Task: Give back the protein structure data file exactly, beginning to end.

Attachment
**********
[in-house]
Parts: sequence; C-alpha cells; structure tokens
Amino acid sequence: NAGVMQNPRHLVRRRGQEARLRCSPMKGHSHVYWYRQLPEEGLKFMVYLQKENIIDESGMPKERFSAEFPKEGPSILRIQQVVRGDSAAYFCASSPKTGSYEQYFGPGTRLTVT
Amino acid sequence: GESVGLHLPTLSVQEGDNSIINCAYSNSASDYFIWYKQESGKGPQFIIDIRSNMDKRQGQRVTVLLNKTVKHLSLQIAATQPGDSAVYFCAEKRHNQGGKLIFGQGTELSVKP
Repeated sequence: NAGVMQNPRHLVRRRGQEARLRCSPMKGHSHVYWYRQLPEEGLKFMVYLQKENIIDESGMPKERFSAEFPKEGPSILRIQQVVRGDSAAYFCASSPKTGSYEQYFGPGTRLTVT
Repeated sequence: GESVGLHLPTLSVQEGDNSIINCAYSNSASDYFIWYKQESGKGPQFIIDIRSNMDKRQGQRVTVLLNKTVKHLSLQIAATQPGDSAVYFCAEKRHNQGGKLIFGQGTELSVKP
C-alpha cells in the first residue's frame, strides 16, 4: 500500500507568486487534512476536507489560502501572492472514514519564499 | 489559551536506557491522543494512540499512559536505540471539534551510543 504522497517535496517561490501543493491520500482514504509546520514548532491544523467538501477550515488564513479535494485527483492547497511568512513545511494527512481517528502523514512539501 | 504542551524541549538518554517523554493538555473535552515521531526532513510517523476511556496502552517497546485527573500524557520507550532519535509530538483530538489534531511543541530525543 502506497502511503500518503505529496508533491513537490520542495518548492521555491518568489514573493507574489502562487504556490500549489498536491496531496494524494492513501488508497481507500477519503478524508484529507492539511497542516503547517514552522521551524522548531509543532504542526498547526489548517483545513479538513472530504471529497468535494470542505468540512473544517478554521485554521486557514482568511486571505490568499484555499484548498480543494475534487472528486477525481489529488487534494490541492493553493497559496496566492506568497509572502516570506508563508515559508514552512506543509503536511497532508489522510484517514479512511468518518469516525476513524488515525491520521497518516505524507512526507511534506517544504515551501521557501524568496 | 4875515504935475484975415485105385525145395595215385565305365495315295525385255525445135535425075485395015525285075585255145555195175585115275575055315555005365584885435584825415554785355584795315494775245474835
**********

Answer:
[in-house]
Parts: sequence; C-alpha cells; structure tokens
Amino acid sequence: NAGVMQNPRHLVRRRGQEARLRCSPMKGHSHVYWYRQLPEEGLKFMVYLQKENIIDESGMPKERFSAEFPKEGPSILRIQQVVRGDSAAYFCASSPKTGSYEQYFGPGTRLTVT
Amino acid sequence: GESVGLHLPTLSVQEGDNSIINCAYSNSASDYFIWYKQESGKGPQFIIDIRSNMDKRQGQRVTVLLNKTVKHLSLQIAATQPGDSAVYFCAEKRHNQGGKLIFGQGTELSVKP
Repeated sequence: NAGVMQNPRHLVRRRGQEARLRCSPMKGHSHVYWYRQLPEEGLKFMVYLQKENIIDESGMPKERFSAEFPKEGPSILRIQQVVRGDSAAYFCASSPKTGSYEQYFGPGTRLTVT
Repeated sequence: GESVGLHLPTLSVQEGDNSIINCAYSNSASDYFIWYKQESGKGPQFIIDIRSNMDKRQGQRVTVLLNKTVKHLSLQIAATQPGDSAVYFCAEKRHNQGGKLIFGQGTELSVKP
C-alpha cells in the first residue's frame, strides 16, 4: 500500500507568486487534512476536507489560502501572492472514514519564499 | 489559551536506557491522543494512540499512559536505540471539534551510543 504522497517535496517561490501543493491520500482514504509546520514548532491544523467538501477550515488564513479535494485527483492547497511568512513545511494527512481517528502523514512539501 | 504542551524541549538518554517523554493538555473535552515521531526532513510517523476511556496502552517497546485527573500524557520507550532519535509530538483530538489534531511543541530525543 502506497502511503500518503505529496508533491513537490520542495518548492521555491518568489514573493507574489502562487504556490500549489498536491496531496494524494492513501488508497481507500477519503478524508484529507492539511497542516503547517514552522521551524522548531509543532504542526498547526489548517483545513479538513472530504471529497468535494470542505468540512473544517478554521485554521486557514482568511486571505490568499484555499484548498480543494475534487472528486477525481489529488487534494490541492493553493497559496496566492506568497509572502516570506508563508515559508514552512506543509503536511497532508489522510484517514479512511468518518469516525476513524488515525491520521497518516505524507512526507511534506517544504515551501521557501524568496 | 4875515504935475484975415485105385525145395595215385565305365495315295525385255525445135535425075485395015525285075585255145555195175585115275575055315555005365584885435584825415554785355584795315494775245474835